Those tools were then used not only for land survey but for the precise measurements of astronomical phenomena.

The endless adventure of discovery, science and technology was thus born.

Traditional Egyptologists tried for many generations to convince us that one of the Marvels of the Ancient World has been built with stone mallets, copper chisels and brute force.

The idea of geopolymer found by Joseph Davidovits is much much more realistic. I will not go into the details in order to give you the pleasure to savour the thorough explanation given in the documentary but a hint : geopolymer is a fancy word for concrete.

That Egyptian concrete was not only the basic building block for the Pyramids Project but also for the European Cathedrals Project is also demonstrated because Krasniqi sees the Medieval Masons as the intellectual and spiritual children of the Egyptian builders.

The Roman Pantheon 113-125 AD. It is a mystery today how the dome of the Pantheon was built. It is not even understood what formula they used for their concrete which is far superior to what is used today.

Most of us know that there are marvelous vases created by Ancient Egyptians but our admiration for their beauty makes us forget that they were made from incredibly hard stones .

Nowadays granite can only be cut in a straight line with a diamond tooth saw cooled with water. How do you sculpt a Gabbro or Trachyandesite vase, materials even harder than granite, in 3500 BC?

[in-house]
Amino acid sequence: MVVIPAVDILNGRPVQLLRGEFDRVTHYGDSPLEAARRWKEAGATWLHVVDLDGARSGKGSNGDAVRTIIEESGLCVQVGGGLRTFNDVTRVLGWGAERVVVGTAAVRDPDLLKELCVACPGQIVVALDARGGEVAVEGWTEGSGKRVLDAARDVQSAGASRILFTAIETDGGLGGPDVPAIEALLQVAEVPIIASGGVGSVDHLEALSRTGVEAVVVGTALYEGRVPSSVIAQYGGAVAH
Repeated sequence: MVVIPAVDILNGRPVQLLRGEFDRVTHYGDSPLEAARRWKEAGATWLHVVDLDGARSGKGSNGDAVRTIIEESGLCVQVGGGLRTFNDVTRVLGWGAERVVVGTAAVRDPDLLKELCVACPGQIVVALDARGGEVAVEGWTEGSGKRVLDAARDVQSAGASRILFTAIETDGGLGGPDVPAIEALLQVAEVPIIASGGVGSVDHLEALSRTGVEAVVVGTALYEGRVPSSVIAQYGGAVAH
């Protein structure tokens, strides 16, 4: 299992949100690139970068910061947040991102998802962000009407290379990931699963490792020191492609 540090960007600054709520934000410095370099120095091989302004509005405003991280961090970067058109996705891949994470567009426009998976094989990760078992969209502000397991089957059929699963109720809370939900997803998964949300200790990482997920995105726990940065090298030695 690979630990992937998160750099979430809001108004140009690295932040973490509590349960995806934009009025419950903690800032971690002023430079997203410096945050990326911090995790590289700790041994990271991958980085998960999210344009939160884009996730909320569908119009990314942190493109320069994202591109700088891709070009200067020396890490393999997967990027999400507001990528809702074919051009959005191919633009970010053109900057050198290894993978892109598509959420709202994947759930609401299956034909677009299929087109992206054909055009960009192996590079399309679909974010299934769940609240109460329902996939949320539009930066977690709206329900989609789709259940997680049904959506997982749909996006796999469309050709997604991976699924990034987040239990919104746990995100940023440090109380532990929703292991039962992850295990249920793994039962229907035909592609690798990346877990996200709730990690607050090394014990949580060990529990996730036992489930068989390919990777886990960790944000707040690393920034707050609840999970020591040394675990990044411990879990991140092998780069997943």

Granite is one of the hardest stones on Earth, 7/10 scale on the MOHS scale of hardness. No fewer than 35,000 vases made out of Gabrro and Trachyandesite have been found in Sankara.

This sculpture is made out of graywacke stone which is harder than granite. What is this extraordinary Egyptian tool that cuts stone harder than granite like butter?

Were the Ancient Egyptians magicians ?

No, but according to Krasniqi, they knew how to build immense glass lenses to focus the solar rays in order to create temperatures high enough to melt stones and to pour the liquefied minerals into desired moulds, thus forming the beautiful recipients.

Natron mixed with lime gives caustic soda. Caustic soda mixed with water and white sand heated to 1000 degrees celsius produces sodium silicate, referred to as liquid glass or water glass. They mixed it with potassium silicate (obtained by the same process). They poured the liquid into a lens shaped mould. In a few days the lens would be fully hardened and would focus light from one end, acting as a magnifying glass. The larger the lens, the higher the temperature.

With a 5 metre diameter lens the temperature reaches 1800 to 2000 degree Celcius. The Egyptians have just discovered solar energy! Everything is melted, no material can resist. Granite immediately melts like lava and can be poured into moulds. This explains how such elegant pieces such as the sculpture of Huni (2613 BC) could have been made.

I am an aficionado of history and I have never read or watched something as brilliant, synthetic and convincing than what Krasniqi has  offered to mankind 15 months ago (Sept 2019 release date).

But what is more important is that he offered plenty of research projects for at least the next 3 generations.

I also want to stress that Krasniqi’s documentary is an Ode to the Human Adventure : to observe, to speculate, to experiment, to search for patterns in Nature, to be daring yet meticulously so, to build, to enjoy, to relate, to contemplate…